The ‘Titian Inspired’ violin has now entered the assembly stage!
I’ve begun looking at pigments to colour the ‘Titian’ Strad I’m making. From the ‘Pigments through the ages’ website, we can see that brown, yellow, and red pigments used in the 1650-1750’s included:
- Lead-Tin Yellow 15th-18th Centuries. Lead stannate (Type I), Lead tin oxide silicate (Type II).
- Indian Yellow 15th-19th Centuries, Magnesium euxanthate.
- Vermilion (aka cinnabar) 8th Century on. Used by the painter Titian, the color of whose paintings inpsired the naming of the Titian Strad. Mercuric sulfide.
- Red Lead (aka minum) Lead(II,IV)-oxide.
- Orpiment (aka King’s Yellow), Arsenic sulfide. Used in Asia and Persian, but not Northern Europe.
- Realgar, Toxic Arsenic sulfide.
- Madder Lake (Natural: garanza lake, Synthetic: Alizarin), most widely used in the 18th and 19th Centuries. Often refered to as the colour used most often by the Cremonese makers.
- Yellow Ochre, Iron oxyhydroxide.
- Red Ochre, Anhydrous iron(III)-oxide (Aka Cinabrese, Synthetic: Mars Red).
- Umber, comes in Raw Earth and Burnt varieties. A natural mixture of iron and manganese oxides and hydroxides.
- Carbon black, (aka Charcoal black, vine black, lamp black).
- Bone Black (aka ivory black, bone charcoal) It contains about 10% carbon, 84% calcium phosphate and 6 % calcium carbonate. It is made from charring of bones or waste ivory and has a black-blue hue.
These are period pigments and all are very light-fast. Other organic dyes can be extracted from a variety of plants, etc, but in those cases you have to weary of fading.
Note that some of the above are opaque pigments and some are translucent. Opaque’s are good for touching up blemishes, but should be avoided for varnishing new instruments.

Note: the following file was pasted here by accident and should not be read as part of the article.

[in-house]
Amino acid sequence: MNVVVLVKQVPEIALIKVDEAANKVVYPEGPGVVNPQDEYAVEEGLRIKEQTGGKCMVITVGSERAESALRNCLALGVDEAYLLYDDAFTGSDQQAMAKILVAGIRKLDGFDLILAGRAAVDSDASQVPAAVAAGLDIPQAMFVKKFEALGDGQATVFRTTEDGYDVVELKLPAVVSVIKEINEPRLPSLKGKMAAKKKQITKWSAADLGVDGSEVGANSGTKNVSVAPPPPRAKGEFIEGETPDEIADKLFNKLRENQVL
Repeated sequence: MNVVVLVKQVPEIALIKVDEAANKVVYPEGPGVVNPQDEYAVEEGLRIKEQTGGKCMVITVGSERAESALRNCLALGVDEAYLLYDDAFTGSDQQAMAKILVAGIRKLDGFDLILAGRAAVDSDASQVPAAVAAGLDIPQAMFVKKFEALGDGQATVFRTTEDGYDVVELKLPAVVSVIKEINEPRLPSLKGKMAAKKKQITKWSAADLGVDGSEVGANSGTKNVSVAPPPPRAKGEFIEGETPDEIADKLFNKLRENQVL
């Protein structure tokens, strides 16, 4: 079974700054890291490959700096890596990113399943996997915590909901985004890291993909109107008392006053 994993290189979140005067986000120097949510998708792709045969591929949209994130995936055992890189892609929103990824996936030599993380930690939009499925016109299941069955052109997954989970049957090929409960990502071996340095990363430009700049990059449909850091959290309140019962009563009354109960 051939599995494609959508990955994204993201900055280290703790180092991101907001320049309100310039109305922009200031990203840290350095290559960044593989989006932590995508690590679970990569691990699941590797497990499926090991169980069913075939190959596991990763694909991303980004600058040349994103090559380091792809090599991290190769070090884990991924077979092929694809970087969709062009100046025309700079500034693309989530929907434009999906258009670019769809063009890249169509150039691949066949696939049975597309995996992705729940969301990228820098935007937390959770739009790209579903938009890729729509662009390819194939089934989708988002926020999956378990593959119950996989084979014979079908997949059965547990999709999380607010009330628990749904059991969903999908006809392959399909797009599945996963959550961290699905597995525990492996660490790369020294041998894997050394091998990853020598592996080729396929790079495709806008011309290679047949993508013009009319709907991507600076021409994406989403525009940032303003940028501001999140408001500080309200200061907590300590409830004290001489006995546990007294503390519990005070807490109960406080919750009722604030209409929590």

For the current instrument, I’m exploring Vermilion, and Alizarin (Madder Lake). Here are some colour samples. I’m using synthetic pigments based in linseed oil.
Chladni patterns are visual representations of the nodes of vibrations setup in the a surface while it is subject to a specific frequency. This and more on modern acoustics is found in Chapter 5 of Erik Jansson’s publication “Acoustics for Violin and Guitar Makers” here. A good overall description of Chladni patterns can be found on the New South Whales University website here.
Ernst Florens Friedrich Chladni has been around a while and published a book on the patterns seen in vibrating plates in 1787. His original publication is on Google Books here, however, a knowledge of old German and a Ph.D. in physics are prerequisite. It’s reported that his interests in the patterns were inspired by George Christoph Lichtengberg’s earlier experiments on electrical figures. Interest in this visual representation of sound waves was such that Chladni demonstrated it for Nepolean in 1809. A plate of the image of Chladni is seen below .
Brain, Robert Michael, Robert S. Cohen Ole Knudsen, Hans Christian Orsted and
the romantic legacy in science: Ideas, disciplines, practices, Boston Studies
in the Philosphy of Science (Springer: 2007) p238
Stockmann, Hans-Jurgen, Quantum chaos: an introduction (Cambridge Univeristy
Press, 1999) p15